A producer. Since he doesn't sell constantly like a wholesaler, it is sufficient to [clean the measures] once a year as it doesn't stick so much.

חילוף הדברים. סיטון אחת לשנה דכיון דמוכר תדיר אין מתייבש המשקה בתוכו כל כך אבל בעה"ב מקנח כל שלשים דמתוך שאינו מוכר תדיר מתייבש בו השמן שנשאר בכלי ומתמעטת המדה

The statement is to be reversed. A wholesaler [cleans] once a year because since he is constantly selling the liquid does not dry inside it that much, but a producer cleans every thirty days because since he does not sell constantly the oil that remains in the vessel dries and diminishes the measurement.

So far we see that the first opinion in the Mishnah is not concerned that there will be enough residue to make an impact by a producer, while R. Shimon Ben Gamliel is not concerned about that there will be enough residue to make an impact by a wholesaler. Continuing on to the part of the Mishnah that you explicitly asked about, we find the same theme. The Mishnah says:

חנווני מקנח מדותיו פעמים בשבת וממחה משקלותיו פעם אחת בשבת ומקנח מאזנים על כל משקל ומשקל


And Rashbam's commentary:

והיינו טעמא לפי שהחנוני אינו חייב להטיף ללוקח שלש טיפין כדאמרי' לעיל הלכך מה שמשתייר בכלי נדבק בכלי ומשתייר הרבה והלכך צריך קינוח תדיר אבל סיטון ובעה"ב צריך להטיף שלש טיפין ואין משתייר בכלי כי אם מעט כן נראה בעיני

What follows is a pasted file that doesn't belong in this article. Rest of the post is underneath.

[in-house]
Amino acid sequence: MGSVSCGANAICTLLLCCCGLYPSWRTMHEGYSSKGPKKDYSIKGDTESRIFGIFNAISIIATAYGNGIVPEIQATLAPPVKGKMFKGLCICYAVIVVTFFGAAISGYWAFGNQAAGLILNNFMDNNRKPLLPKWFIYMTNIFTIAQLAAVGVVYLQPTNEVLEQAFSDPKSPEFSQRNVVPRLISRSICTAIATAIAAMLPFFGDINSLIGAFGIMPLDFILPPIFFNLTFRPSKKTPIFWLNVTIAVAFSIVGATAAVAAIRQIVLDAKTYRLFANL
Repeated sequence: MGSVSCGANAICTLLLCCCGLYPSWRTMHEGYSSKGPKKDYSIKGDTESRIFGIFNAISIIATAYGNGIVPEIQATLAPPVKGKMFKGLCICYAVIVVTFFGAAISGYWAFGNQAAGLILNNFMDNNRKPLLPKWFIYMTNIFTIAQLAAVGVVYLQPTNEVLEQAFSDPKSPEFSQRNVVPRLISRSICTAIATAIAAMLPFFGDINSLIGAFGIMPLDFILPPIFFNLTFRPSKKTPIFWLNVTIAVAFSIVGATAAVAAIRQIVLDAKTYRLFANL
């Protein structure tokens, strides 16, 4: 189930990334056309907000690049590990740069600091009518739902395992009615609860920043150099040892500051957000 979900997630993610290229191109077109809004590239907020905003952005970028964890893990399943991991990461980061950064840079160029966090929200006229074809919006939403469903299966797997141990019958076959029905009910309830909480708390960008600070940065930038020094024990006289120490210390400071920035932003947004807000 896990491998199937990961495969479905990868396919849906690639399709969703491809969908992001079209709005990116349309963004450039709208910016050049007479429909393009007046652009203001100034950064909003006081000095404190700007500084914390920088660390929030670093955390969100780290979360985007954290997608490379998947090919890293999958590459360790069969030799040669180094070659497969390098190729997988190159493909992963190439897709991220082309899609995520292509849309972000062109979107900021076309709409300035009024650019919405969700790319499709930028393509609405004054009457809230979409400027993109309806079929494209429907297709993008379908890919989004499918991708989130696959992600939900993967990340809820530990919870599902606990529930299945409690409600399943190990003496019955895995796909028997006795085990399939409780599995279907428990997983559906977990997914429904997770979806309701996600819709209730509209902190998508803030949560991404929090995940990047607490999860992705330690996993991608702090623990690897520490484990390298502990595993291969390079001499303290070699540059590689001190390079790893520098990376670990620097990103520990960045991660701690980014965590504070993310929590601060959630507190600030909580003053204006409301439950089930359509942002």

And this is the reason: For a shopkeeper is not obligated to pour out three drops for the buyer as was said earlier [in the Mishnah on 87a], so that which remains in the vessel gets stuck to the vessel and a lot remains; therefore it is required to constantly be cleaned. But a wholesaler and a producer are required to pour out three drops, so only a little bit remains in the vessel. This is what appears to me.

על כל משקל ומשקל. כל פעם שהוא שוקל שנדבק בו הרבה יותר ממשקלות והלכך על כל ליטרא וליטרא שהוא שוקל צריך לקנח מאזנים

On each weighing. Every time that he weighs, since a lot more gets stuck to it than [gets stuck to] the weights. Therefore for every litra that he weighs he must clean the scale.

Here again we see that the issue is that the scale is particularly susceptible to having residue stick to it; thus, if you don't clean it each time the measurements will be impacted. The other equipment is not as susceptible to residue getting stuck to it, so you only have to clean it at limited intervals when enough residue might have built up to impact the measurements.

Similarly, R. Yehoshua Falk in his commentary to Shulchan Aruch (C.M. 231:18) writes:

ומפני שהדבר לח מונח בכף מאזנים משו"ה הצריכוהו לכף מאזנים קינוח בכל פעם משא"כ המשקל שמונח בכף השניה אין צריך קינוח אלא מפני דהמודד דבר לח נוגע בידו המלוכלכת

And because the moist item is placed on the end of the scale [itself] they therefore required the end of the scale to be cleaned every time. As opposed to the weight which is placed on the other end [of the scale] it is not required to be cleaned except for the fact that the one who measured the moist item touched it with his dirty hand.

Again, the differentiation between the scale and the weights is based on the greater likelihood of residue building up on the scale to impact the measurement. The underlying reason suggested here is that the moist item never comes in direct contact with the weights because the weights are on the other end of the scale. But it does come into direct contact with the scale itself and therefore there is a greater concern for the scale to be cleaned.